|Product type||Snack food|
|Owner||Arnott's Biscuits Holdings|
Tim Tam is a brand of chocolate biscuit introduced by the Australian biscuit company Arnott's in 1964. It consists of two malted biscuits separated by a light hard chocolate cream filling and coated in a thin layer of textured chocolate.
The biscuit was created by Ian Norris. During 1958 he took a world trip looking for inspiration for new products. While traveling in Britain, he found the Penguin biscuit and decided to try to "make a better one".
Tim Tam went on the market in 1964.They were named by Ross Arnott, who attended the 1958 Kentucky Derby and decided that the name of the winning horse, Tim Tam, was perfect for a planned new line of biscuits.
Pepperidge Farm, a sister company of Arnott's, began importing the Tim Tam to the United States in 2008. Tim Tams are still "Made in Australia" and packaging in the US bears the slogan "Australia's Favorite Cookie" ("cookie" being the American word for biscuit).
The original Arnott's bakery, opened in 1865, was located in Newcastle, New South Wales.To date, manufacture of Tim Tams and other Arnott's products has remained largely within Australia, including bakeries in Sydney, Adelaide, and Brisbane. In 2009, Arnott's invested A$37 million in a state-of-the-art production line at its Brisbane facility, expecting to boost productivity and increase jobs.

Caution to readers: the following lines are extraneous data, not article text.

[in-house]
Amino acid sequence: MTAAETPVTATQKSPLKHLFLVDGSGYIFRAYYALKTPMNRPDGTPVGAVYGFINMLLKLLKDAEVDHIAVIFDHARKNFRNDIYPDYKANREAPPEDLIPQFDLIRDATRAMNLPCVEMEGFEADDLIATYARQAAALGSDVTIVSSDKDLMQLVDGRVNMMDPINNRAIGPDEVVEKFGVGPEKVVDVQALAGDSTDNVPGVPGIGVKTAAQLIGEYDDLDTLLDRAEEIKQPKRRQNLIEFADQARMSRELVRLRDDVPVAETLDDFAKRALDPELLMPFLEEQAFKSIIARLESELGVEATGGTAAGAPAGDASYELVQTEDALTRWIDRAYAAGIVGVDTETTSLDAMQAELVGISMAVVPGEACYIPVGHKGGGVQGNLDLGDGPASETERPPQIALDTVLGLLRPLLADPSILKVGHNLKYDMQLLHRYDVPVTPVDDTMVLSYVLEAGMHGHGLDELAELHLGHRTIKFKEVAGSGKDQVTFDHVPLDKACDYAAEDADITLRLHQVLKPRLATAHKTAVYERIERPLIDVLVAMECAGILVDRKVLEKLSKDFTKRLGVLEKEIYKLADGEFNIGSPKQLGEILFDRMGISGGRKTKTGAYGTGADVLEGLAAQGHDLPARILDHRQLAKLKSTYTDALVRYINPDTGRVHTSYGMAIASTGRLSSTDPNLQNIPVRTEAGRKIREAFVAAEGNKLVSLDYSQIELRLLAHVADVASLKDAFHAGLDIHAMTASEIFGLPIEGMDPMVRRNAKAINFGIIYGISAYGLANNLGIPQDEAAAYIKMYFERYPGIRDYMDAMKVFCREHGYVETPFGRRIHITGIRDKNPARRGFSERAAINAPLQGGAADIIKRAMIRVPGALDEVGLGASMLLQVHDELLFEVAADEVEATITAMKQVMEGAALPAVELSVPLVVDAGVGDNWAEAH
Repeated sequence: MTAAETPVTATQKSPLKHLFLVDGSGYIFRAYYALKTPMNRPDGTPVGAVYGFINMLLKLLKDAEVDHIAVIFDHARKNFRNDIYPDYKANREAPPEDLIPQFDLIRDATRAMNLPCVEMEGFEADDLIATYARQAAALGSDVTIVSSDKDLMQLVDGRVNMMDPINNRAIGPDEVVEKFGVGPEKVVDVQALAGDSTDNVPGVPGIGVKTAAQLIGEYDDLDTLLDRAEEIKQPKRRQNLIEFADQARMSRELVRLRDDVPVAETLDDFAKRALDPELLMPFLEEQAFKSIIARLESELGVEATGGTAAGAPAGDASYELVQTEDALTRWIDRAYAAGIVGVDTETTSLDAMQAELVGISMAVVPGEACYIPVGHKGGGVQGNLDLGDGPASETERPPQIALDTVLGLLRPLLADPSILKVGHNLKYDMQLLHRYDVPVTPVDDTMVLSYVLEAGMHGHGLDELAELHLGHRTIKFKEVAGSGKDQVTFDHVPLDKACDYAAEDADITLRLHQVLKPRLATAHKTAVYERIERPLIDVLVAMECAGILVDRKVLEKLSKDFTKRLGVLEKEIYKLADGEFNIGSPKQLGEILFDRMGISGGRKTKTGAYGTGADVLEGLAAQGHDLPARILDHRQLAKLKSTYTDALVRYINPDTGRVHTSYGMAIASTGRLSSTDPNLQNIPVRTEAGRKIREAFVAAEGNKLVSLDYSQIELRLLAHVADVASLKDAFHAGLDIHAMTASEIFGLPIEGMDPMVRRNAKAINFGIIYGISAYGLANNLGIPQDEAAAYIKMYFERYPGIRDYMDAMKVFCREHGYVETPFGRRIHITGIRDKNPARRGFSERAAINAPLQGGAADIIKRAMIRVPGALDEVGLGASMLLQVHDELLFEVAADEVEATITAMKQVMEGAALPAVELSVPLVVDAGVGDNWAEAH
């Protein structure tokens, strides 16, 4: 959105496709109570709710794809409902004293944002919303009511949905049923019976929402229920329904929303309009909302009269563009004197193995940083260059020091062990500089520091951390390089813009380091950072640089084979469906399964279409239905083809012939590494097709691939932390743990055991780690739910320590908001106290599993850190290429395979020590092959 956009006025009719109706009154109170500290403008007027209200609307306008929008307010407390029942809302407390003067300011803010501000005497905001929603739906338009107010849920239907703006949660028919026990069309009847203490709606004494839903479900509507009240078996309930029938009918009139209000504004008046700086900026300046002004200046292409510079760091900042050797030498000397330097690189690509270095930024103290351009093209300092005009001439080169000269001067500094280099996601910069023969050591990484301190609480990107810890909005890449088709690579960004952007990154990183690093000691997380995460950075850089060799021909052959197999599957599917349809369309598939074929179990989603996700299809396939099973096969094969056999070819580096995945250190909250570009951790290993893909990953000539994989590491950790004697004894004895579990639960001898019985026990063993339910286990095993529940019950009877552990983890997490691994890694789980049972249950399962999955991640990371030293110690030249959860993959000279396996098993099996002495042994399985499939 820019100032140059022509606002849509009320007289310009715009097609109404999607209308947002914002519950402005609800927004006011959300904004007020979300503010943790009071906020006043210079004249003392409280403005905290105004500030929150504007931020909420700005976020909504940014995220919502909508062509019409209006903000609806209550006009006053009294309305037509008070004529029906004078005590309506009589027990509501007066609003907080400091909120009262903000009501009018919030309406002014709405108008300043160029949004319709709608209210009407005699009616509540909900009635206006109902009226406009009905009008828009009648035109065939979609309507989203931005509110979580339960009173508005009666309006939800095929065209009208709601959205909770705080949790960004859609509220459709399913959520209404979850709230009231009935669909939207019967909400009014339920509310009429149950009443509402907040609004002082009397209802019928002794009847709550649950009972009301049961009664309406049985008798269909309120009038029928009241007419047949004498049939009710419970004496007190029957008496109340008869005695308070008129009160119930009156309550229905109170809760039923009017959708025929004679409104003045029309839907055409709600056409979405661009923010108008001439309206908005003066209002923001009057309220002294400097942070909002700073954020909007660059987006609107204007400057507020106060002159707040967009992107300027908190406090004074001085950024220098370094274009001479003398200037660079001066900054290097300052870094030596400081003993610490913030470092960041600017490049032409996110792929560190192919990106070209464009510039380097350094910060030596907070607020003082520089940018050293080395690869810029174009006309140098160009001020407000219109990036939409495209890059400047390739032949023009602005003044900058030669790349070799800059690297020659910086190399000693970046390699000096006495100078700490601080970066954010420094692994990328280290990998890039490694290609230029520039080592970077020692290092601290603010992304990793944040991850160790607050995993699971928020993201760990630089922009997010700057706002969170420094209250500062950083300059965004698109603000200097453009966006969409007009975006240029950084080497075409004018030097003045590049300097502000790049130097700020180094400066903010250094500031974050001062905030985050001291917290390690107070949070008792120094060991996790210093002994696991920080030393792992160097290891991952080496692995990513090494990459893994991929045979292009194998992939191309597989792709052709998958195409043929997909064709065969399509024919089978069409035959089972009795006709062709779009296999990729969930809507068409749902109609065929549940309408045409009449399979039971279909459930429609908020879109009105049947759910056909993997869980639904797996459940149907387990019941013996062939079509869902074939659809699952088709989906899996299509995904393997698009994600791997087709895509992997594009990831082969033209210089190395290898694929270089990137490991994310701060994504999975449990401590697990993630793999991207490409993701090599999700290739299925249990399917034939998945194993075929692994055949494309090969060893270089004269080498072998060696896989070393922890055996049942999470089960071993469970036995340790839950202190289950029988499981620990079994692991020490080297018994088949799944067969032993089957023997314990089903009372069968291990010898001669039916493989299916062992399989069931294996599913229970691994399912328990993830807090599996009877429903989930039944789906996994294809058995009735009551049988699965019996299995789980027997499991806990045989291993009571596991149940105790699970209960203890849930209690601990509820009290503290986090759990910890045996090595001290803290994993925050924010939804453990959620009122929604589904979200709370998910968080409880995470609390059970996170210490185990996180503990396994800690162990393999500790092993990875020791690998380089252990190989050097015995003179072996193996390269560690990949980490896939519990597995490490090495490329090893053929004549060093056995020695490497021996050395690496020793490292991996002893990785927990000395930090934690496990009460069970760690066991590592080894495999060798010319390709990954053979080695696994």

At the Huntingwood bakery in Western Sydney, the production line turns out about 3,000 Tim Tams per minute and uses 20 tonnes of the biscuit's cream filling and 27 tons of chocolate coating each work day. minutes. Freezing air cools the biscuits before they are flipped and filled with cream, dunked in chocolate and cooled again.Biscuit dough, containing sugar, flour, colours and flavours, is mixed for 20 minutes. Biscuits are then cut to 1mm thick, 11 holes are punched per biscuit and they are baked in gas ovens for 90
Since the 2000s Arnott's has released many different varieties of the product, some as limited edition runs. Varieties include double coat, dark chocolate, white chocolate, caramel, dark chocolate mint, honeycomb and choc orange.
In 2004, Arnott's caused a controversy when they released limited edition Tim Tam Tia Maria and Kahlua Mint Slice varieties, flavoured with the popular alcoholic liqueurs.The Australian Drug Foundation suggested selling the biscuits in supermarkets was "potentially dangerous" by "normalising" the taste of alcohol for children. An Arnott's spokesperson observed that a customer "would need to consume your body weight of biscuits every hour to reach a blood-alcohol content of .05".